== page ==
If you’re looking to get a toehold in feminist theology I’d suggest the premise that has become axiomatic for many of us: symbols function. Paul Ricouer’s notion that “the symbol gives rise to thought” has been developed by Elizabeth Johnson, among others, to explore and uncover how our religious imagination as Christians – in the words, images, stories, and symbols we use – both reflects and reinforces a system of values as played out in our lived experience. More particularly, feminist theologies often pose the question: If symbols function, how do they function for and about women? Already in this forum you can find a number of examples of this basic premise at work: Elizabeth writing on Mary, the mother of Jesus; Katie tracing the history of Christian marriage; Megan critiquing certain theologies of suffering and the cross, to name but a few. On one level such a project hardly seems worth pointing out – it’s so simple! At the same time, the very presence of feminist theology as an enterprise speaks to a history of neglect of these seemingly rudimentary questions. Recently I attended a forum on “Feminism Today” at which professors from four disciplines briefly outlined the understanding of feminism operative in their respective fields. One presenter framed her comments around precisely this approach; she stated that feminism is about posing the right questions.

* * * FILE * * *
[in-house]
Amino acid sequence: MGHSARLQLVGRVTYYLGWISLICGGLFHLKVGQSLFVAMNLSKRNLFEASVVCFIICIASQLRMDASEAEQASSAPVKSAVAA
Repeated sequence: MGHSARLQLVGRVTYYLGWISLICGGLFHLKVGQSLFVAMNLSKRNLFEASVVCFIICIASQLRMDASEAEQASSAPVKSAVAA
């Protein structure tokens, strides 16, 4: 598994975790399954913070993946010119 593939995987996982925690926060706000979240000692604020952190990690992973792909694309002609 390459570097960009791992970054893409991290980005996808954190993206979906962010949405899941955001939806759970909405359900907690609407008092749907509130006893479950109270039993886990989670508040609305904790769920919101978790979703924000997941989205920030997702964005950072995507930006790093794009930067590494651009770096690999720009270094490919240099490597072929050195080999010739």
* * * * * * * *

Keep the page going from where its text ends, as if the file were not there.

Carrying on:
In light of this framework and in the spirit of introduction (and not much more than that), I’d like to raise the issue of language as an instance of symbolic imagination at work in the world, with important ramifications for gender and still more for actual women. Acknowledging from the outset the enormous amount of theoretical groundwork one would need to cover in linguistics and semiotics, I’m going to steer clear of those conversations and instead opt for a bit of personal narrative. The topic is one that continues to interest me – in a highly variable proportion of fascination and frustration – and one I think is illustrative of any number of crucial questions in, and challenges for, theological reflection from feminist perspectives. Moreover, I hope this approach may suggest the process of consciousness raising (dare I say conversion?) that I’ve come to believe is a central project for feminist theology. So, how do women fare with respect to Christian discourse about God and about human beings? How did I come to care?